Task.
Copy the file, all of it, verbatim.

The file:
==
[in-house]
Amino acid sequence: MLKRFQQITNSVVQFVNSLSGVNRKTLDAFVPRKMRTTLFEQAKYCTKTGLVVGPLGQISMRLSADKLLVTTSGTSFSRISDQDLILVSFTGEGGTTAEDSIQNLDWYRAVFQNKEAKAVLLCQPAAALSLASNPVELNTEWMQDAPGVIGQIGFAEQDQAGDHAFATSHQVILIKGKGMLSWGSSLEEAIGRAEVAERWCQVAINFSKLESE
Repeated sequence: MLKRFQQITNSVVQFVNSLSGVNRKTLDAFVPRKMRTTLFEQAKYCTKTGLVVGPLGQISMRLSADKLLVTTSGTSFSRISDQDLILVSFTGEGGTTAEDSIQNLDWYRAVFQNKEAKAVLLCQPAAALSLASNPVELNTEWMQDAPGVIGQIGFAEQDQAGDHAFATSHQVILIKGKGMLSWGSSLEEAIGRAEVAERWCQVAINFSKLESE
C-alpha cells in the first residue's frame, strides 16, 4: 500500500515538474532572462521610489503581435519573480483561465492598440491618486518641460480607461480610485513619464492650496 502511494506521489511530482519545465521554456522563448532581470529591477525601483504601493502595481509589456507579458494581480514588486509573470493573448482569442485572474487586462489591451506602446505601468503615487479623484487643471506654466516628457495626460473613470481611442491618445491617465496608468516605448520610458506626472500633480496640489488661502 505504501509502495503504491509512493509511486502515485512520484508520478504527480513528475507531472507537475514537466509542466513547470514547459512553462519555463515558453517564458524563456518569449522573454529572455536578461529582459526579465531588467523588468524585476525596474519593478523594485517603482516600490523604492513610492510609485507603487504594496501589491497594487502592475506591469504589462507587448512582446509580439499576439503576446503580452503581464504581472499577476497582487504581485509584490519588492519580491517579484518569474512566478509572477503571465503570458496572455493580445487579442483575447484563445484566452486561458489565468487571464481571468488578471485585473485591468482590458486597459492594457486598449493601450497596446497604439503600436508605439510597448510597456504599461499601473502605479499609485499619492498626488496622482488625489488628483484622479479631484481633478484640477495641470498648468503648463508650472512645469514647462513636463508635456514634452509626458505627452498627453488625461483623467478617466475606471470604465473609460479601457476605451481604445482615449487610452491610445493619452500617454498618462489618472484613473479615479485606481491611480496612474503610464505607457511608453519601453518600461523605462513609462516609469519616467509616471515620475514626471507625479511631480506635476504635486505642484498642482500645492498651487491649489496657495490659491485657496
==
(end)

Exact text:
[in-house]
Amino acid sequence: MLKRFQQITNSVVQFVNSLSGVNRKTLDAFVPRKMRTTLFEQAKYCTKTGLVVGPLGQISMRLSADKLLVTTSGTSFSRISDQDLILVSFTGEGGTTAEDSIQNLDWYRAVFQNKEAKAVLLCQPAAALSLASNPVELNTEWMQDAPGVIGQIGFAEQDQAGDHAFATSHQVILIKGKGMLSWGSSLEEAIGRAEVAERWCQVAINFSKLESE
Repeated sequence: MLKRFQQITNSVVQFVNSLSGVNRKTLDAFVPRKMRTTLFEQAKYCTKTGLVVGPLGQISMRLSADKLLVTTSGTSFSRISDQDLILVSFTGEGGTTAEDSIQNLDWYRAVFQNKEAKAVLLCQPAAALSLASNPVELNTEWMQDAPGVIGQIGFAEQDQAGDHAFATSHQVILIKGKGMLSWGSSLEEAIGRAEVAERWCQVAINFSKLESE
C-alpha cells in the first residue's frame, strides 16, 4: 500500500515538474532572462521610489503581435519573480483561465492598440491618486518641460480607461480610485513619464492650496 502511494506521489511530482519545465521554456522563448532581470529591477525601483504601493502595481509589456507579458494581480514588486509573470493573448482569442485572474487586462489591451506602446505601468503615487479623484487643471506654466516628457495626460473613470481611442491618445491617465496608468516605448520610458506626472500633480496640489488661502 505504501509502495503504491509512493509511486502515485512520484508520478504527480513528475507531472507537475514537466509542466513547470514547459512553462519555463515558453517564458524563456518569449522573454529572455536578461529582459526579465531588467523588468524585476525596474519593478523594485517603482516600490523604492513610492510609485507603487504594496501589491497594487502592475506591469504589462507587448512582446509580439499576439503576446503580452503581464504581472499577476497582487504581485509584490519588492519580491517579484518569474512566478509572477503571465503570458496572455493580445487579442483575447484563445484566452486561458489565468487571464481571468488578471485585473485591468482590458486597459492594457486598449493601450497596446497604439503600436508605439510597448510597456504599461499601473502605479499609485499619492498626488496622482488625489488628483484622479479631484481633478484640477495641470498648468503648463508650472512645469514647462513636463508635456514634452509626458505627452498627453488625461483623467478617466475606471470604465473609460479601457476605451481604445482615449487610452491610445493619452500617454498618462489618472484613473479615479485606481491611480496612474503610464505607457511608453519601453518600461523605462513609462516609469519616467509616471515620475514626471507625479511631480506635476504635486505642484498642482500645492498651487491649489496657495490659491485657496